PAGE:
How do I tell my audience? In discussing this question, the philosopher Richard David Precht and the sociologist Harald Welzer experienced a lesson on Wednesday evening with "Markus Lanz" on ZDF. With their media criticism expressed in detail in the book "The Fourth Power", the two authors are currently on everyone's lips - among media professionals and the public alike. The star also reported in detail and dared to argue with the two.
On Wednesday, ZDF moderator Lanz dared the direct confrontation. He invited his podcast partner Precht and his co-author to a direct duel with journalists they specifically criticized - Melanie Amann from "Spiegel" and Robin Alexander from "Welt". Nothing more than a round of talk show professionals, since all four are regular guests in the political talks on public television. And it was - as expected - a heated duel.
So heated that it eventually got personal. From the beginning of the discussion, Precht and Welzer expressed their astonishment at how their book, in which "the media" essentially contained the suppression of opinions, had been read by Amann and Alexander. "It's not in there at all," was the sentence most often uttered by Precht and Welzer, whose faces soon showed increasing incomprehension. "Spiegel" woman Amann repeatedly replied that the authors would have to reckon with the fact that readers would understand and interpret a text in their own way.
But the renowned Berlin journalist did not get through with that, especially with Precht. The prominent philosopher got personal: "It doesn't say in the book that Twitter is the work of the devil. It just doesn't say it," Precht initially complained about what he considered to be unjustified criticism. Then he goes straight to the journalist: "At first I thought it was on purpose. In the meantime I have the suspicion that you didn't understand what we were talking about." Amann makes a face, closes his eyes and shrugs. In Precht's attempt to continue talking, the 44-year-old says with a sometimes sour, sometimes tediously amused expression: "It may be that it's too complicated for me... it may be." Precht then goes on to say that the personalization of debates on Twitter has found its way into the main media.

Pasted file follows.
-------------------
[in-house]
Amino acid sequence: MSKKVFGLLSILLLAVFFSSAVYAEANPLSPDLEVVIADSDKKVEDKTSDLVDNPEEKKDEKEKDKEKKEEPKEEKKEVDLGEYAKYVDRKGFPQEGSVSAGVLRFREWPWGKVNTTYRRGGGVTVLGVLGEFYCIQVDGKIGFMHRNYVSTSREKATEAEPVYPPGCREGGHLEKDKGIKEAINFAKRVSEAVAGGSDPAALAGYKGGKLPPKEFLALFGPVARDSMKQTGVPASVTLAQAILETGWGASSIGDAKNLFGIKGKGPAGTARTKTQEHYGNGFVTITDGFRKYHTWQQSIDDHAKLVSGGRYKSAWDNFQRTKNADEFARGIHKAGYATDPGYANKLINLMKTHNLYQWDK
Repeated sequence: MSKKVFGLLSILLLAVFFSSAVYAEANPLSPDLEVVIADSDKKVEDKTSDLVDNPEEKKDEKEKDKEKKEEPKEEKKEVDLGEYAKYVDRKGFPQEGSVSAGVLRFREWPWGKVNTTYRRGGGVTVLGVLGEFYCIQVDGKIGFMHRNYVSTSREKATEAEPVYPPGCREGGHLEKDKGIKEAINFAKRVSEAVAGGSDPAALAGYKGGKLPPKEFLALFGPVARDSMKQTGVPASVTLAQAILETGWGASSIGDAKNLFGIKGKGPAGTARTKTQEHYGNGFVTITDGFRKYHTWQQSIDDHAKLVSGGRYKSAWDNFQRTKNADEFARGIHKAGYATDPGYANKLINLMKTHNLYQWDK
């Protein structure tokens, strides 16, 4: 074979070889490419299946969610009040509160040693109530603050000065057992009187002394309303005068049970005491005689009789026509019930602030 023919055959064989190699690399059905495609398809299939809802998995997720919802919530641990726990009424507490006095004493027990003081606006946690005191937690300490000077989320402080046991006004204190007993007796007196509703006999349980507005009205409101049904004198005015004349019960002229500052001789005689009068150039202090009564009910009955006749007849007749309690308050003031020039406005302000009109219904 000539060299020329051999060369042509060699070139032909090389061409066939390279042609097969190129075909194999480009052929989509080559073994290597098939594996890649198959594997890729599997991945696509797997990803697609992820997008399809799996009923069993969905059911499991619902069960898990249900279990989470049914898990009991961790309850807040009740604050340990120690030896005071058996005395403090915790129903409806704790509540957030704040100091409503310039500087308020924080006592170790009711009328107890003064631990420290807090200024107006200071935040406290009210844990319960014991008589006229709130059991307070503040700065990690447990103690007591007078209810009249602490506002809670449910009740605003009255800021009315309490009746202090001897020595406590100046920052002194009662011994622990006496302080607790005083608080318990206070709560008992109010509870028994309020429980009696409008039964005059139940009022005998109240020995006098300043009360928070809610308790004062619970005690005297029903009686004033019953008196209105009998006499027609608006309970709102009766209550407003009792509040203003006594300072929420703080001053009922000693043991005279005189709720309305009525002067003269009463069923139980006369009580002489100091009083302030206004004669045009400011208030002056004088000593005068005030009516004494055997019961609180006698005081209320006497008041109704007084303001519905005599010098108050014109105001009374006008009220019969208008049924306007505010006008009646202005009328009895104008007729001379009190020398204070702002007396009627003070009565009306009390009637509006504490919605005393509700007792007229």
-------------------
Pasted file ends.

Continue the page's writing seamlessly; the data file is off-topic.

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The attempt in the program to prove to Precht and Welzer, who seemed attacked by the criticism, that their accusation of suppressing positions, especially in relation to the reporting on the Ukraine war, had feet of clay, failed. When "Welt" journalist Robin Alexander presented the two authors with four pieces from his newspaper critical of West and Ukraine, Precht dismissed them by pointing out that Alexander had found four suitable exceptions.
For their part, the authors largely failed to provide evidence for their media-critical theses during the heated duel between humanities scholars and media professionals. The day before, the publicist Nils Minkmar had already "regretted" the Precht-Welzer book in the media criticism portal "Über Medien" that the two authors "didn't have the time to research the editorial offices or to consult a journalist". Minkmar's sigh was also quoted on "Lanz": "If Precht and Welzer had just asked someone!"
Watch the complete "Markus Lanz" program in the ZDF media library